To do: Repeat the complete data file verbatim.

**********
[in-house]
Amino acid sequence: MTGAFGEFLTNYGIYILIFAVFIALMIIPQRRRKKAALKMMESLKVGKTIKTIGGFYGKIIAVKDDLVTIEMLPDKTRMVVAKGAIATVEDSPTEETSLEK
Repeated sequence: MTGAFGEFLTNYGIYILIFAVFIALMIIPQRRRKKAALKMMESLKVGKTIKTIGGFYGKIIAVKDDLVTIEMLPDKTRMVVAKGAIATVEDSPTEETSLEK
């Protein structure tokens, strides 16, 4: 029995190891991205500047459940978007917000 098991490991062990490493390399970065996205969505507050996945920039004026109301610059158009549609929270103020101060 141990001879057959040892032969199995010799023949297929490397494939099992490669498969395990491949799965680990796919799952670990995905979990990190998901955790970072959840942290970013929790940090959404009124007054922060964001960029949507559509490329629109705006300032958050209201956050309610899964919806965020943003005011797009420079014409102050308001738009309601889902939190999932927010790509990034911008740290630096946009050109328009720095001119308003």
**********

[in-house]
Amino acid sequence: MTGAFGEFLTNYGIYILIFAVFIALMIIPQRRRKKAALKMMESLKVGKTIKTIGGFYGKIIAVKDDLVTIEMLPDKTRMVVAKGAIATVEDSPTEETSLEK
Repeated sequence: MTGAFGEFLTNYGIYILIFAVFIALMIIPQRRRKKAALKMMESLKVGKTIKTIGGFYGKIIAVKDDLVTIEMLPDKTRMVVAKGAIATVEDSPTEETSLEK
């Protein structure tokens, strides 16, 4: 029995190891991205500047459940978007917000 098991490991062990490493390399970065996205969505507050996945920039004026109301610059158009549609929270103020101060 141990001879057959040892032969199995010799023949297929490397494939099992490669498969395990491949799965680990796919799952670990995905979990990190998901955790970072959840942290970013929790940090959404009124007054922060964001960029949507559509490329629109705006300032958050209201956050309610899964919806965020943003005011797009420079014409102050308001738009309601889902939190999932927010790509990034911008740290630096946009050109328009720095001119308003």